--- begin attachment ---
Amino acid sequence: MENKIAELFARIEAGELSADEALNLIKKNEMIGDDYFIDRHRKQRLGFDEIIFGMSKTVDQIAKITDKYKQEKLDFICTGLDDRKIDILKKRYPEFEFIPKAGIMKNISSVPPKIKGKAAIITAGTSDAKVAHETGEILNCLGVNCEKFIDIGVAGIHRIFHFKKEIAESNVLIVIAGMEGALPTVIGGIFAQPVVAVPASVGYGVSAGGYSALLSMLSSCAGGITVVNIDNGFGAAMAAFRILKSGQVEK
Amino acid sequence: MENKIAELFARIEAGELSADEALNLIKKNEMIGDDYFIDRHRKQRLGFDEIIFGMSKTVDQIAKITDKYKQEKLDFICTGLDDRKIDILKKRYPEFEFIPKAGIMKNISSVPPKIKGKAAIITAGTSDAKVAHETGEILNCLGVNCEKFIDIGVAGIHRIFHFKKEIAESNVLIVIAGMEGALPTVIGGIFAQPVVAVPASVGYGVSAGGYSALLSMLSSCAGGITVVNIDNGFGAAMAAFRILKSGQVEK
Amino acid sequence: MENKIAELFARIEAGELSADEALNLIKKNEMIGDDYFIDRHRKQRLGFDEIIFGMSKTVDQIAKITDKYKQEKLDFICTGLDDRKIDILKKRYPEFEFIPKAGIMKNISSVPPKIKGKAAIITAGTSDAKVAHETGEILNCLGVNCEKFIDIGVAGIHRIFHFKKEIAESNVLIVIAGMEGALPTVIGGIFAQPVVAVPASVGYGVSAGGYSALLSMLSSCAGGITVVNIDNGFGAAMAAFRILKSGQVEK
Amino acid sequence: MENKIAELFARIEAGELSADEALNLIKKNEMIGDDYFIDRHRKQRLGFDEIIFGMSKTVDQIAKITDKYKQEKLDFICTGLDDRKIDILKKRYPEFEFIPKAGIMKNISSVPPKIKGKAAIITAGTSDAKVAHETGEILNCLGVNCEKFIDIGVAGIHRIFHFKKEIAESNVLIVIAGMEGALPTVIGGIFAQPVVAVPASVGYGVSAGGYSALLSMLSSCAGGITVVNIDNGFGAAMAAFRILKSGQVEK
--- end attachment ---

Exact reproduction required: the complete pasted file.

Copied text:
Amino acid sequence: MENKIAELFARIEAGELSADEALNLIKKNEMIGDDYFIDRHRKQRLGFDEIIFGMSKTVDQIAKITDKYKQEKLDFICTGLDDRKIDILKKRYPEFEFIPKAGIMKNISSVPPKIKGKAAIITAGTSDAKVAHETGEILNCLGVNCEKFIDIGVAGIHRIFHFKKEIAESNVLIVIAGMEGALPTVIGGIFAQPVVAVPASVGYGVSAGGYSALLSMLSSCAGGITVVNIDNGFGAAMAAFRILKSGQVEK
Amino acid sequence: MENKIAELFARIEAGELSADEALNLIKKNEMIGDDYFIDRHRKQRLGFDEIIFGMSKTVDQIAKITDKYKQEKLDFICTGLDDRKIDILKKRYPEFEFIPKAGIMKNISSVPPKIKGKAAIITAGTSDAKVAHETGEILNCLGVNCEKFIDIGVAGIHRIFHFKKEIAESNVLIVIAGMEGALPTVIGGIFAQPVVAVPASVGYGVSAGGYSALLSMLSSCAGGITVVNIDNGFGAAMAAFRILKSGQVEK
Amino acid sequence: MENKIAELFARIEAGELSADEALNLIKKNEMIGDDYFIDRHRKQRLGFDEIIFGMSKTVDQIAKITDKYKQEKLDFICTGLDDRKIDILKKRYPEFEFIPKAGIMKNISSVPPKIKGKAAIITAGTSDAKVAHETGEILNCLGVNCEKFIDIGVAGIHRIFHFKKEIAESNVLIVIAGMEGALPTVIGGIFAQPVVAVPASVGYGVSAGGYSALLSMLSSCAGGITVVNIDNGFGAAMAAFRILKSGQVEK
Amino acid sequence: MENKIAELFARIEAGELSADEALNLIKKNEMIGDDYFIDRHRKQRLGFDEIIFGMSKTVDQIAKITDKYKQEKLDFICTGLDDRKIDILKKRYPEFEFIPKAGIMKNISSVPPKIKGKAAIITAGTSDAKVAHETGEILNCLGVNCEKFIDIGVAGIHRIFHFKKEIAESNVLIVIAGMEGALPTVIGGIFAQPVVAVPASVGYGVSAGGYSALLSMLSSCAGGITVVNIDNGFGAAMAAFRILKSGQVEK